Suffice to say, Kobe Bryant relished winning and despised losing in any capacity during his 20-year career with the Los Angeles Lakers. It was a competitive spirit that extended beyond the court.
Teammates and assistant coaches alike spoke about Bryant’s desire to emerge victorious whenever in a competitive setting. That type of burning desire helped fuel Bryant to five championships and push his body beyond belief.
While Bryant reveled in winning, he took a methodical and calculated approach in cases where he came up short. And during an appearance on “The School of Greatness,” the five-time champion explained how and why he approached winning and losing in the same manner:
“It’s exciting. … Because it means you have different ways to get better. There are certain things you can figure out, that you can take advantage of, certain weaknesses that were exposed that you need to shore up. So it’s exciting. It sucks to lose but at the same time, there are answers there if you just look at them. … I mean, the answers are there when you win, too. You just have to look at them. So it’s a constant process. It’s exciting when you win, it’s exciting when you lose, because the process should be exactly the same. Whether you win or lose, you go back and you look, you find things you could’ve done better, find things you’ve done well, that worked. Figure out how did they work, why did they work, how can you make them work again? But the hardest thing is to face that stuff. That’s a really, really tough challenge.”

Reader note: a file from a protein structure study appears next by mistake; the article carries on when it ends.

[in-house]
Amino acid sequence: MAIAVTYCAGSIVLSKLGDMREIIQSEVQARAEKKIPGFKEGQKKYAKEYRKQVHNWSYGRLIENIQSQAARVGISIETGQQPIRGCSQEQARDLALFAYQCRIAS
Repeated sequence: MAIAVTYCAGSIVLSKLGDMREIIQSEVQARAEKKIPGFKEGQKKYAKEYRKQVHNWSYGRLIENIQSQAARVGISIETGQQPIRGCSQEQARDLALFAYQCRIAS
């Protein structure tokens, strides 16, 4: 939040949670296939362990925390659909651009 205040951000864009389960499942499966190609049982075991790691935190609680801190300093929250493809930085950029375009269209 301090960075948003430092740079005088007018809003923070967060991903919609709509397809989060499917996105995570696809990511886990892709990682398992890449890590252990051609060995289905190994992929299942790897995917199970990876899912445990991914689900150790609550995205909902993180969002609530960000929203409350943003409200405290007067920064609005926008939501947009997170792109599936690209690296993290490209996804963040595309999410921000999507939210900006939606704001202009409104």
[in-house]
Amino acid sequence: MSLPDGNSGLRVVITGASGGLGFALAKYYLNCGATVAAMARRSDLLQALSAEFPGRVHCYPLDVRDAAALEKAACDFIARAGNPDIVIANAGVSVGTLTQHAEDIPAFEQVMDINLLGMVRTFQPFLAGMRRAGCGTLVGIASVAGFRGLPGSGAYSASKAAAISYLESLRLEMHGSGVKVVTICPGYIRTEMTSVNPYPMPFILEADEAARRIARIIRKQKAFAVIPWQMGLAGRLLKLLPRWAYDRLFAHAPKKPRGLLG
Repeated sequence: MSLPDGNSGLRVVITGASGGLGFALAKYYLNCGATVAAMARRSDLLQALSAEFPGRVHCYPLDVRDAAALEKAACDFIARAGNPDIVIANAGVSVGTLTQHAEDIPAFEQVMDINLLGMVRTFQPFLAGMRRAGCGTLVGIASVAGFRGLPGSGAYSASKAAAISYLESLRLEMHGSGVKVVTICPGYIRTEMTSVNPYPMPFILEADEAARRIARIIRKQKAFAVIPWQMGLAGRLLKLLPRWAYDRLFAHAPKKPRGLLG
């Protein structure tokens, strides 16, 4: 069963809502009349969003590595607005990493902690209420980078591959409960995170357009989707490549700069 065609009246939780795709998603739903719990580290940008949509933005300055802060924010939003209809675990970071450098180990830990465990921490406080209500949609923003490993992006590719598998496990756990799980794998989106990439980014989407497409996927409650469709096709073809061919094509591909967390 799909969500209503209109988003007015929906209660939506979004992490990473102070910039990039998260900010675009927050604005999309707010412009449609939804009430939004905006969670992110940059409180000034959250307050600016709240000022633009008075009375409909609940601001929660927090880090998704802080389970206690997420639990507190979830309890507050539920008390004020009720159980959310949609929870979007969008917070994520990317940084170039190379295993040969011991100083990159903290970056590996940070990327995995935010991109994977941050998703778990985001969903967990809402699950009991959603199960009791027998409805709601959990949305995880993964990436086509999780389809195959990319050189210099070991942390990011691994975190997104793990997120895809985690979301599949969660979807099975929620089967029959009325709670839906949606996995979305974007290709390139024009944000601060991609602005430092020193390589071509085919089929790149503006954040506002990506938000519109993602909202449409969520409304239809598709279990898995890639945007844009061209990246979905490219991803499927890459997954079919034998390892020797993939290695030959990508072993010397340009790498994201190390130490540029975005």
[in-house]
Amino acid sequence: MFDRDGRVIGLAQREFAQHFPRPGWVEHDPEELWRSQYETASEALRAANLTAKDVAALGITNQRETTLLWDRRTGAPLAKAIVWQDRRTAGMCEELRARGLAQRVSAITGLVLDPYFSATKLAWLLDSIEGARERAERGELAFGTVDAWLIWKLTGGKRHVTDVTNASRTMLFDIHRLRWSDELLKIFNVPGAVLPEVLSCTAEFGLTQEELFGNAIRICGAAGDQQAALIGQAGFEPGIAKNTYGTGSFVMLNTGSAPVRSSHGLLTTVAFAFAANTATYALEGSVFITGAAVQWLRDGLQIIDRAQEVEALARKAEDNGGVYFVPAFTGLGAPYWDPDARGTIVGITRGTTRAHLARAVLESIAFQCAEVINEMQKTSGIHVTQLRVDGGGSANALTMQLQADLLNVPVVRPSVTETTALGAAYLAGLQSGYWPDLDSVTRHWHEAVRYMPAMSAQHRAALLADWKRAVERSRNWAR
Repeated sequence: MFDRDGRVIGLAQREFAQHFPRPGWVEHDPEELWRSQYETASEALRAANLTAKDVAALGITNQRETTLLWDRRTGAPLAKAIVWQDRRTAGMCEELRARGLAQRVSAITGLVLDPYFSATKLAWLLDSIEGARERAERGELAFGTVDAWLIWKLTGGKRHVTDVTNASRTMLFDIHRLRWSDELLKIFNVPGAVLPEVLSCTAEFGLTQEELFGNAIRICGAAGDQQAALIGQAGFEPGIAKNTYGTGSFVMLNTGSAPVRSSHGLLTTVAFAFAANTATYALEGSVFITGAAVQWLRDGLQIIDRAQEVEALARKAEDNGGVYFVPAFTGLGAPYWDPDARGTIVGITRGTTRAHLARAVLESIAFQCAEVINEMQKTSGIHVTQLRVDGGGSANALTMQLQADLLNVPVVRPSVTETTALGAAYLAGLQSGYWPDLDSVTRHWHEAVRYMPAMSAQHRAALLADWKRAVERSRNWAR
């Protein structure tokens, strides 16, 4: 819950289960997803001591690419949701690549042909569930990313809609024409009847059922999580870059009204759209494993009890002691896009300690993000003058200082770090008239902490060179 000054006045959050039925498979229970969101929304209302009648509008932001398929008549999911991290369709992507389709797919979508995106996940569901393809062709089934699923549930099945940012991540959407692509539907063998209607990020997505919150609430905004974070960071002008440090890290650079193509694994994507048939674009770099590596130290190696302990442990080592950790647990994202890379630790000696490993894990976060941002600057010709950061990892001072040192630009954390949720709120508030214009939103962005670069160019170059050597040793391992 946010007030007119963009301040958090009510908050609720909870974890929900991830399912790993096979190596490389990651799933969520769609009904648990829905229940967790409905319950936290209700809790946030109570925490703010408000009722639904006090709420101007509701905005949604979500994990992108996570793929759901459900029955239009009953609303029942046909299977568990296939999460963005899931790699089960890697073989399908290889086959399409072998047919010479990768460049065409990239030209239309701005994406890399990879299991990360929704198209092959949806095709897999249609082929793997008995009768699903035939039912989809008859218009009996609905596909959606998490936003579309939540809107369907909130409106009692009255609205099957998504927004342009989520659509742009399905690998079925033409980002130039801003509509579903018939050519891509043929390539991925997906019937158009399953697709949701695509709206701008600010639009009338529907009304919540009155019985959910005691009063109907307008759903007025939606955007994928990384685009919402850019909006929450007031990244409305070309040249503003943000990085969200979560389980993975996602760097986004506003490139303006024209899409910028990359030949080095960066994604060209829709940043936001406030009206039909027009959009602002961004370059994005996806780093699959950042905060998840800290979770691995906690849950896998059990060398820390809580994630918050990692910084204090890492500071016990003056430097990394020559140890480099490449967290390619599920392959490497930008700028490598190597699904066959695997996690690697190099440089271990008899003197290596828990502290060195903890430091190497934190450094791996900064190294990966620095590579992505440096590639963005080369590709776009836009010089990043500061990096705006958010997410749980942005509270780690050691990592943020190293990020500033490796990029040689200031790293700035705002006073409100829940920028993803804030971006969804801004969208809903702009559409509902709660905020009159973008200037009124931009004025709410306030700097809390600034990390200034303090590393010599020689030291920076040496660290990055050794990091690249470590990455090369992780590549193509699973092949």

Bryant used a relationship developed with UConn’s women’s basketball star Katie Lou Samuelson
and the heartache she and Huskies endured by losing to Notre Dame in the national championship game. Upon learning she hadn’t, Bryant said he implored Samuelson to watch the game film.
The thought process being, as he explained, there’s a lesson to be learned. So while Bryant revealing he found a thrill element in losing is a bit surprising, that he would take those experiences and channel them for a greater good is par for course.